Survival Sewing: Emergency Fixes for the Rips, Snags & Tears of Everyday Life by Valerie Van Arsdale Shrader & Nathalie Mornu, published by lark Books, 2007.
This is a fantastic little book. Firstly, it is tough. I love tough books that can handle the rigours of being well used in my house. It is a small format hard covered book with wire comb binding, so the book sits open and stays put while I am using it. After all, using a craft book usually involves two hands, and I hate having to hold the book open to the right page as well!
This book is like a first aid book for clothing and textiles. Not only are there fantastic tips for temporary-spur-of-the-moment-emergency fixes for just about everything you can think of, and many more permanent solutions, but there is a very useful plastic zip pocket at the back of the book containing a first aid kit for performing the fixes. There is even a chapter on using the bits in the kit, and where to shop to replace the bits when they get all used up. With this book in front of you, you will be able to do near instant emergency repairs to a jacket cuff in the thirty seconds before an important business meeting, fix a handbag or a ripped sheet, learn how to darn a hole or resuscitate lingerie, and even if you don’t know which end of a needle is which, there is a section explaining exactly that!
So if you are like me, a largely self taught sewer that has no patience for learning things the correct and proper way, instead just wanting to jump in and DO, then this book would be a fantastic addition to your crafting shelf (or hide it in your desk drawer if you are prone to last minute wardrobe catastrophes at work). The language used in this book is very straightforward and frequently chatty and funny. One thing that I really like about this book is that the authors assume that the readers are intelligent and capable, unlike so many of the instruction books on the market.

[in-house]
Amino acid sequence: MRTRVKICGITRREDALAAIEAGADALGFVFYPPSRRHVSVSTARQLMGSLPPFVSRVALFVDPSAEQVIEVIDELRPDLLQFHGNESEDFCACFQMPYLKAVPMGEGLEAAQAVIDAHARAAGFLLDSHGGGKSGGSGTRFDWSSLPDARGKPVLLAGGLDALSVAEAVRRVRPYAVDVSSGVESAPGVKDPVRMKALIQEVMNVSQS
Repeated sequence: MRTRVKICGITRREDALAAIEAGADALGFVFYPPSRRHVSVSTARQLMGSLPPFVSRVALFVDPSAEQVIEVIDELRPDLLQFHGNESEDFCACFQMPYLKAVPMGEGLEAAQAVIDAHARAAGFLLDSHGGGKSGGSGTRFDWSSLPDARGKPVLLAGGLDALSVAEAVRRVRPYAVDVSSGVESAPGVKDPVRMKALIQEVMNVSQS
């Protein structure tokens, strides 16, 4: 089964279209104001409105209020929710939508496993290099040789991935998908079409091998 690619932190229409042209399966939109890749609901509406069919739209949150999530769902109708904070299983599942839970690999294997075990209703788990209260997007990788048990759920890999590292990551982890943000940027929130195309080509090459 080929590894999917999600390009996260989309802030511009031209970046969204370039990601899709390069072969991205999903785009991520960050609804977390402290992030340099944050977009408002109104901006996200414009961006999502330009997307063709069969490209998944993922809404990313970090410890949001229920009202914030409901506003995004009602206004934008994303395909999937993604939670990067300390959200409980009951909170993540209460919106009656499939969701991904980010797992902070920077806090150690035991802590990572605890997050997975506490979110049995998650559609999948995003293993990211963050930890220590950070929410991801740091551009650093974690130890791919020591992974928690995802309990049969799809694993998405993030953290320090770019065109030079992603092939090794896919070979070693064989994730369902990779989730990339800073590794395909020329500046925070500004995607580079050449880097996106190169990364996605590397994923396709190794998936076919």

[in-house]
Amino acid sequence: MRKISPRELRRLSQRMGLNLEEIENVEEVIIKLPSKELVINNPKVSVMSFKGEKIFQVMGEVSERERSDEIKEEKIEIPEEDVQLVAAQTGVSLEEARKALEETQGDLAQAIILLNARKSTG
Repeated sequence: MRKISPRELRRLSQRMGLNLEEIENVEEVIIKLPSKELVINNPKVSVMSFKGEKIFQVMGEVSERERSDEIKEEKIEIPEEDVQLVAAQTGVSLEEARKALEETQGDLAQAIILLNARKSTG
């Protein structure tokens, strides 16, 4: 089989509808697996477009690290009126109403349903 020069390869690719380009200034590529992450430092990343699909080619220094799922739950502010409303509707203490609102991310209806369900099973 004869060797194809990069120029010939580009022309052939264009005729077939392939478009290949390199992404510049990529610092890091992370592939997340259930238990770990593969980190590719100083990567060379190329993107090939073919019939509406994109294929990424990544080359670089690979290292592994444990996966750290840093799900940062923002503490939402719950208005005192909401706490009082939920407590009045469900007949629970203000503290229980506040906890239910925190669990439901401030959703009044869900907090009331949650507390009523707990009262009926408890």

My husband, who is an engineer by day and very patient with my crafting addictions the rest of the time, liked this book for its language, common sense and clear diagrams. For me, I would rather some very detailed photographs (sometimes I am just too impatient to try to decipher written instructions) instead of funky diagrams, but the diagrams really add to the clear, crisp and groovy look of the book.
About the reviewer: Kate is a busy mother of three (soon to be four) and has far too many craft projects on the go at any one time. These could include, but are not limited to, crochet, sewing, dyeing, paper making, spinning, felting and bookbinding. Kate has challenges in the areas of finishing things, saying no and craft supplies storage. She also has a very very patient and tolerant husband.